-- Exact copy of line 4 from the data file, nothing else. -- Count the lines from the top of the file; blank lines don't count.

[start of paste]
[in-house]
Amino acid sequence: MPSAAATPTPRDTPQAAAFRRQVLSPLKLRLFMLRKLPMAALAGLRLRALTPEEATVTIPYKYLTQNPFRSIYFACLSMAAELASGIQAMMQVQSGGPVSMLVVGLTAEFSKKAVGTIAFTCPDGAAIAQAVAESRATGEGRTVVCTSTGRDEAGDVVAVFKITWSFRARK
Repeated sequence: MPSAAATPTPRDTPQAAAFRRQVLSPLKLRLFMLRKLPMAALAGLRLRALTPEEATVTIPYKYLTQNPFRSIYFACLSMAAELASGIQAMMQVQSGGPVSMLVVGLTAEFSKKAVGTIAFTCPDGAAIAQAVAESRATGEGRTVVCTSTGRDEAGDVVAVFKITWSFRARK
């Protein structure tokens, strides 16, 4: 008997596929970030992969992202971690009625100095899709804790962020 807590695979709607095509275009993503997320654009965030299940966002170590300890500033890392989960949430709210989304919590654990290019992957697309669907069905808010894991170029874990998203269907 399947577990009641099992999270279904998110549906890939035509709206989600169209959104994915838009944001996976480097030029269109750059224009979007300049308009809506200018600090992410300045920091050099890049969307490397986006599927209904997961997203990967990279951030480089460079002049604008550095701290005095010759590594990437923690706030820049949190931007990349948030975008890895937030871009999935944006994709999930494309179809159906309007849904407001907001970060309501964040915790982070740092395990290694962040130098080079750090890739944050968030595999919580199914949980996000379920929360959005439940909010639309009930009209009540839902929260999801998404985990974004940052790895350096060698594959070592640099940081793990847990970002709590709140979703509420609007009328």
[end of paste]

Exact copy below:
């Protein structure tokens, strides 16, 4: 008997596929970030992969992202971690009625100095899709804790962020 807590695979709607095509275009993503997320654009965030299940966002170590300890500033890392989960949430709210989304919590654990290019992957697309669907069905808010894991170029874990998203269907 399947577990009641099992999270279904998110549906890939035509709206989600169209959104994915838009944001996976480097030029269109750059224009979007300049308009809506200018600090992410300045920091050099890049969307490397986006599927209904997961997203990967990279951030480089460079002049604008550095701290005095010759590594990437923690706030820049949190931007990349948030975008890895937030871009999935944006994709999930494309179809159906309007849904407001907001970060309501964040915790982070740092395990290694962040130098080079750090890739944050968030595999919580199914949980996000379920929360959005439940909010639309009930009209009540839902929260999801998404985990974004940052790895350096060698594959070592640099940081793990847990970002709590709140979703509420609007009328």